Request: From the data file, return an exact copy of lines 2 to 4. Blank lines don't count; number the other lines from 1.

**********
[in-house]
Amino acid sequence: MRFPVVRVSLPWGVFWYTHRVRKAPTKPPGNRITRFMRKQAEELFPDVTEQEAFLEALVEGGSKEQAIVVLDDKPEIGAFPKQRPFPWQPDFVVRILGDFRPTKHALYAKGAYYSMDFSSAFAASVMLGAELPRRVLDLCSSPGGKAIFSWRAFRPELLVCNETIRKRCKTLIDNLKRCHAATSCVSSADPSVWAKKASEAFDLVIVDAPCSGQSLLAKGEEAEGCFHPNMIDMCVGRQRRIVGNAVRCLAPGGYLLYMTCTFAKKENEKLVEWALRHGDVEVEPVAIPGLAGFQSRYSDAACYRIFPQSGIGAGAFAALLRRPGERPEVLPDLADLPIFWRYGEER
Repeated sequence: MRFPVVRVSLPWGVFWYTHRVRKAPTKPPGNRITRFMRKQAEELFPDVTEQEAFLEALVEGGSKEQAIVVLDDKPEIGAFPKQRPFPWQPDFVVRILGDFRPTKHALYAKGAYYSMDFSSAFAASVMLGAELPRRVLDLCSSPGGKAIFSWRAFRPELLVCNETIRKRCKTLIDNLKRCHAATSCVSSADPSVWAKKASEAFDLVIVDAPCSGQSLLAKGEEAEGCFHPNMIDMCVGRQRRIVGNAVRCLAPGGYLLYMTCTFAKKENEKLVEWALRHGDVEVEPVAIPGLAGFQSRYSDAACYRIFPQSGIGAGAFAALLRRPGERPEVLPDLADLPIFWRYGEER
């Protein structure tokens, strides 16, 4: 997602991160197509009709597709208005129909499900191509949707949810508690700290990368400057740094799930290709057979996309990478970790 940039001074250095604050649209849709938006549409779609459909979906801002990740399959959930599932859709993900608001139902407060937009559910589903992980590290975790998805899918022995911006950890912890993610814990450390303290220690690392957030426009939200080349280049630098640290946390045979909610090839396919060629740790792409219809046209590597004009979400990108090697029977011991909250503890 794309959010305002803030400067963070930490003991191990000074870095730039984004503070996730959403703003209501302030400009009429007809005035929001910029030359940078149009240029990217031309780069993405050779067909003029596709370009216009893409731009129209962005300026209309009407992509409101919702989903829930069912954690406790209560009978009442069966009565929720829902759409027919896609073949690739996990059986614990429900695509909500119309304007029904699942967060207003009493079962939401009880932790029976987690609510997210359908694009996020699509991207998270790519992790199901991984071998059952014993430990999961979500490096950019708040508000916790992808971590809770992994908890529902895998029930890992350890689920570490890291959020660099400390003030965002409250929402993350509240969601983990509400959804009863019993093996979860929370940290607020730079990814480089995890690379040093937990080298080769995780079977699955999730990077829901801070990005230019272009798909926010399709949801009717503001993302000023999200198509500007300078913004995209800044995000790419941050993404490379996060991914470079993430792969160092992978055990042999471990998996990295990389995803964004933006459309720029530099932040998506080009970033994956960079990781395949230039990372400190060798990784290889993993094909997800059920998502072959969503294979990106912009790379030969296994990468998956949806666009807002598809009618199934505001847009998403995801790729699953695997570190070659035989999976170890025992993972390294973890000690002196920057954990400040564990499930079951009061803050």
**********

Amino acid sequence: MRFPVVRVSLPWGVFWYTHRVRKAPTKPPGNRITRFMRKQAEELFPDVTEQEAFLEALVEGGSKEQAIVVLDDKPEIGAFPKQRPFPWQPDFVVRILGDFRPTKHALYAKGAYYSMDFSSAFAASVMLGAELPRRVLDLCSSPGGKAIFSWRAFRPELLVCNETIRKRCKTLIDNLKRCHAATSCVSSADPSVWAKKASEAFDLVIVDAPCSGQSLLAKGEEAEGCFHPNMIDMCVGRQRRIVGNAVRCLAPGGYLLYMTCTFAKKENEKLVEWALRHGDVEVEPVAIPGLAGFQSRYSDAACYRIFPQSGIGAGAFAALLRRPGERPEVLPDLADLPIFWRYGEER
Repeated sequence: MRFPVVRVSLPWGVFWYTHRVRKAPTKPPGNRITRFMRKQAEELFPDVTEQEAFLEALVEGGSKEQAIVVLDDKPEIGAFPKQRPFPWQPDFVVRILGDFRPTKHALYAKGAYYSMDFSSAFAASVMLGAELPRRVLDLCSSPGGKAIFSWRAFRPELLVCNETIRKRCKTLIDNLKRCHAATSCVSSADPSVWAKKASEAFDLVIVDAPCSGQSLLAKGEEAEGCFHPNMIDMCVGRQRRIVGNAVRCLAPGGYLLYMTCTFAKKENEKLVEWALRHGDVEVEPVAIPGLAGFQSRYSDAACYRIFPQSGIGAGAFAALLRRPGERPEVLPDLADLPIFWRYGEER
């Protein structure tokens, strides 16, 4: 997602991160197509009709597709208005129909499900191509949707949810508690700290990368400057740094799930290709057979996309990478970790 940039001074250095604050649209849709938006549409779609459909979906801002990740399959959930599932859709993900608001139902407060937009559910589903992980590290975790998805899918022995911006950890912890993610814990450390303290220690690392957030426009939200080349280049630098640290946390045979909610090839396919060629740790792409219809046209590597004009979400990108090697029977011991909250503890 794309959010305002803030400067963070930490003991191990000074870095730039984004503070996730959403703003209501302030400009009429007809005035929001910029030359940078149009240029990217031309780069993405050779067909003029596709370009216009893409731009129209962005300026209309009407992509409101919702989903829930069912954690406790209560009978009442069966009565929720829902759409027919896609073949690739996990059986614990429900695509909500119309304007029904699942967060207003009493079962939401009880932790029976987690609510997210359908694009996020699509991207998270790519992790199901991984071998059952014993430990999961979500490096950019708040508000916790992808971590809770992994908890529902895998029930890992350890689920570490890291959020660099400390003030965002409250929402993350509240969601983990509400959804009863019993093996979860929370940290607020730079990814480089995890690379040093937990080298080769995780079977699955999730990077829901801070990005230019272009798909926010399709949801009717503001993302000023999200198509500007300078913004995209800044995000790419941050993404490379996060991914470079993430792969160092992978055990042999471990998996990295990389995803964004933006459309720029530099932040998506080009970033994956960079990781395949230039990372400190060798990784290889993993094909997800059920998502072959969503294979990106912009790379030969296994990468998956949806666009807002598809009618199934505001847009998403995801790729699953695997570190070659035989999976170890025992993972390294973890000690002196920057954990400040564990499930079951009061803050």